Dementia diet: Drink costing less than £4 has been shown to delay onset of Alzheimer's

The best supplement for preventing dementia has traditionally been omega-3 fatty acids, found in oily fish.

Now scientists have identified a combination of nutrients that could reduce decline in the early stage of Alzheimer’s disease.

A study published in The Lancet Neurology has revealed that the ingredients in a daily medical nutrition drink - currently available in the UK for approximately £3.30 - could slow cognitive decline.

The drink, called Souvenaid, contains an active ingredient named ‘Fortasyn Connect’, which is a specific combination of essential fatty acids, vitamins and other nutrients including omega-3 fatty acids, choline, uridine monophosphate, phospholipids, antioxidants and B vitamins.

Researchers discovered that those consuming the drink over two years showed less decline of cognitive and functional performance.

There was also a reduction in shrinking of the hippocampus, an area of the brain involved in memory.

In the study, researchers looked at 311 people with mild cognitive impairment due to Alzheimer’s.

"Today's results, published in The Lancet Neurology, are extremely valuable as they bring us closer to understanding the impact of nutritional interventions on prodromal Alzheimer’s, which we are now better at diagnosing but unable to treat due to a lack of approved pharmaceutical options,” said Professor Hilkka Soininen, from the University of Eastern Finland.

“The LipiDiDiet study illustrates that this nutritional intervention can help to conserve brain tissue and also memory and patients' ability to perform everyday tasks – possibly the most troubling aspects of the disease.”

However, the Alzheimer’s Society point out that daily consumption of the drink did not improve memory and cognition as measured by a specific neuropsychological test battery.

Additionally, it had no effect on the number of people who progressed from mild cognitive impairment to dementia during the study.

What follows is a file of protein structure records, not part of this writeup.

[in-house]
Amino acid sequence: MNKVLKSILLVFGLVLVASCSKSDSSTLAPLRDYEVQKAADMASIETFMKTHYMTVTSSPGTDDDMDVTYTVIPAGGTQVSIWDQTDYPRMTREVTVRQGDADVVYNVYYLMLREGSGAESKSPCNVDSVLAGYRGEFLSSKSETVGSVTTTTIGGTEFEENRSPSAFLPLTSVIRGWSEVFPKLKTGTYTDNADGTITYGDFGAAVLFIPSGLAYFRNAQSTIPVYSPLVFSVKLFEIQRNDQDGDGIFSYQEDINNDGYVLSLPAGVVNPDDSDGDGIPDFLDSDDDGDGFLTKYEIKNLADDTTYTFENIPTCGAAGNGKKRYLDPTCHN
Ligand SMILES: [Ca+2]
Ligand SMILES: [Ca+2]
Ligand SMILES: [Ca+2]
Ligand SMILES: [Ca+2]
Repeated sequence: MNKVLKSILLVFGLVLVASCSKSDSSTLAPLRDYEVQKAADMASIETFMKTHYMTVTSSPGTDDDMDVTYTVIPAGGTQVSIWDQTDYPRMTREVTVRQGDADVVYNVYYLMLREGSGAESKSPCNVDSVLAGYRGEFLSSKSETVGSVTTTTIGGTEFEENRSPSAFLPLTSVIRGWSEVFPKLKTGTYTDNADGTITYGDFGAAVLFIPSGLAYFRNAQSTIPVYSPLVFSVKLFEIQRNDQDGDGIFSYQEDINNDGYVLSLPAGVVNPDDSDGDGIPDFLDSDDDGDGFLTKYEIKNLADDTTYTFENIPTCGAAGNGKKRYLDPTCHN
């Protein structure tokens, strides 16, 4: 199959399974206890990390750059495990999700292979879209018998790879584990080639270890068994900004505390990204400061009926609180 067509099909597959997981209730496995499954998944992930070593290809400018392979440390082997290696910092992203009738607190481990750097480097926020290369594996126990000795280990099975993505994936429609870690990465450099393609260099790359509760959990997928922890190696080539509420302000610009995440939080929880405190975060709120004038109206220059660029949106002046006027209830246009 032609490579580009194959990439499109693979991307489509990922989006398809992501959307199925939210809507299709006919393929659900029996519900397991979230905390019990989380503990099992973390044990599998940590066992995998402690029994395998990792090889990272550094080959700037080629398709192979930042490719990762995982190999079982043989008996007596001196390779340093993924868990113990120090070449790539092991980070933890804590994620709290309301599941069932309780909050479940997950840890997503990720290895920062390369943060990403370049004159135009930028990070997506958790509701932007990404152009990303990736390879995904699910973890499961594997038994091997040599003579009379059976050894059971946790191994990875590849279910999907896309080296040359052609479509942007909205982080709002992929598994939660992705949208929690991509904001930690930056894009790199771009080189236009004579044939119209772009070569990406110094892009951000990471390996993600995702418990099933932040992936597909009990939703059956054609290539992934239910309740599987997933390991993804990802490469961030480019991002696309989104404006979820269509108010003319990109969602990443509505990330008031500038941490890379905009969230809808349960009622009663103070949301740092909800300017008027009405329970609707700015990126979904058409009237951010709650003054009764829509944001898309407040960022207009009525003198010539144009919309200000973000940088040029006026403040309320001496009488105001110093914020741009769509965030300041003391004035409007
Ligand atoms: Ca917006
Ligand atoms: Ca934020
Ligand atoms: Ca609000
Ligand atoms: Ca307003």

“This study hints that a medical drink could slow the decline of thinking skills in people experiencing mild memory problems, who also have early signs of Alzheimer’s disease on a brain scan or a lumbar puncture test,” explained Dr Doug Brown, Director of Research at Alzheimer’s Society.

“This group of people don’t benefit from Alzheimer’s drugs, so this drink is one option to consider alongside regular exercise, avoiding smoking and eating a healthy, balanced diet to keep their memory sharp.

“This trial of Souvenaid did not meet the success criteria that would be needed for developing new drugs so we cannot be confident of the drink’s benefits. 

“Although there was less cognitive decline in people taking the daily drink over two years, the same number of people still went on to develop dementia as those who had a fake drink every day. 

“We certainly can’t conclude that the drink slows progression of Alzheimer’s disease.

"People who are worried about their memory should not rush out and buy this drink without first talking to their doctor to find out if it could be suitable for them. 

“There are many causes of memory decline, including normal ageing, so it’s important people are investigated for underlying Alzheimer's disease before taking this medical drink, or any kind of treatment."